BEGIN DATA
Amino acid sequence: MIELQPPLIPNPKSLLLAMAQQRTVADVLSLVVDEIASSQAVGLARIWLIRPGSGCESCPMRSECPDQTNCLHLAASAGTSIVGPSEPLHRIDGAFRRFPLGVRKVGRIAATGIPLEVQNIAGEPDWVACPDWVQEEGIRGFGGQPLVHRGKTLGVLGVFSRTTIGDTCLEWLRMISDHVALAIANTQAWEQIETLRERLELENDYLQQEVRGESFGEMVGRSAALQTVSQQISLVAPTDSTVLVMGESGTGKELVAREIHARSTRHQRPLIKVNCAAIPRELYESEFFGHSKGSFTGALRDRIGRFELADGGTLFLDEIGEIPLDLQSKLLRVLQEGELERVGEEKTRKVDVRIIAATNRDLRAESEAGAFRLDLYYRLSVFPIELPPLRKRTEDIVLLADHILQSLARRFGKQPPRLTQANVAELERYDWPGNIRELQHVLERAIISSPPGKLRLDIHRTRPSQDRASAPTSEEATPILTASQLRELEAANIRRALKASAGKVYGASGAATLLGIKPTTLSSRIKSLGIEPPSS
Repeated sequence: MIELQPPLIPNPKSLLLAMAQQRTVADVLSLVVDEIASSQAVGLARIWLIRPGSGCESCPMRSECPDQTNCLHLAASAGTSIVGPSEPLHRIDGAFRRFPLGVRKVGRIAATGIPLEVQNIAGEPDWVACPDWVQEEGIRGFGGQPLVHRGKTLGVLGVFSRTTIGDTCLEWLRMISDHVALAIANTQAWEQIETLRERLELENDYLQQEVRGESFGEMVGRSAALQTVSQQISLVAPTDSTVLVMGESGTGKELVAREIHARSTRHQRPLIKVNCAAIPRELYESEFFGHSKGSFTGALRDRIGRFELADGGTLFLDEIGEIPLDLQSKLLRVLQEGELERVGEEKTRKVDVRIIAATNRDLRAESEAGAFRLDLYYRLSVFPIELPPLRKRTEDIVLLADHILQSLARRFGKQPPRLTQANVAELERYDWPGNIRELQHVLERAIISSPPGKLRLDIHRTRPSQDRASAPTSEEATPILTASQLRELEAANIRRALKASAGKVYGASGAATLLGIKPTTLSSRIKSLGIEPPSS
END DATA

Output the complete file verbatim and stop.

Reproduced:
Amino acid sequence: MIELQPPLIPNPKSLLLAMAQQRTVADVLSLVVDEIASSQAVGLARIWLIRPGSGCESCPMRSECPDQTNCLHLAASAGTSIVGPSEPLHRIDGAFRRFPLGVRKVGRIAATGIPLEVQNIAGEPDWVACPDWVQEEGIRGFGGQPLVHRGKTLGVLGVFSRTTIGDTCLEWLRMISDHVALAIANTQAWEQIETLRERLELENDYLQQEVRGESFGEMVGRSAALQTVSQQISLVAPTDSTVLVMGESGTGKELVAREIHARSTRHQRPLIKVNCAAIPRELYESEFFGHSKGSFTGALRDRIGRFELADGGTLFLDEIGEIPLDLQSKLLRVLQEGELERVGEEKTRKVDVRIIAATNRDLRAESEAGAFRLDLYYRLSVFPIELPPLRKRTEDIVLLADHILQSLARRFGKQPPRLTQANVAELERYDWPGNIRELQHVLERAIISSPPGKLRLDIHRTRPSQDRASAPTSEEATPILTASQLRELEAANIRRALKASAGKVYGASGAATLLGIKPTTLSSRIKSLGIEPPSS
Repeated sequence: MIELQPPLIPNPKSLLLAMAQQRTVADVLSLVVDEIASSQAVGLARIWLIRPGSGCESCPMRSECPDQTNCLHLAASAGTSIVGPSEPLHRIDGAFRRFPLGVRKVGRIAATGIPLEVQNIAGEPDWVACPDWVQEEGIRGFGGQPLVHRGKTLGVLGVFSRTTIGDTCLEWLRMISDHVALAIANTQAWEQIETLRERLELENDYLQQEVRGESFGEMVGRSAALQTVSQQISLVAPTDSTVLVMGESGTGKELVAREIHARSTRHQRPLIKVNCAAIPRELYESEFFGHSKGSFTGALRDRIGRFELADGGTLFLDEIGEIPLDLQSKLLRVLQEGELERVGEEKTRKVDVRIIAATNRDLRAESEAGAFRLDLYYRLSVFPIELPPLRKRTEDIVLLADHILQSLARRFGKQPPRLTQANVAELERYDWPGNIRELQHVLERAIISSPPGKLRLDIHRTRPSQDRASAPTSEEATPILTASQLRELEAANIRRALKASAGKVYGASGAATLLGIKPTTLSSRIKSLGIEPPSS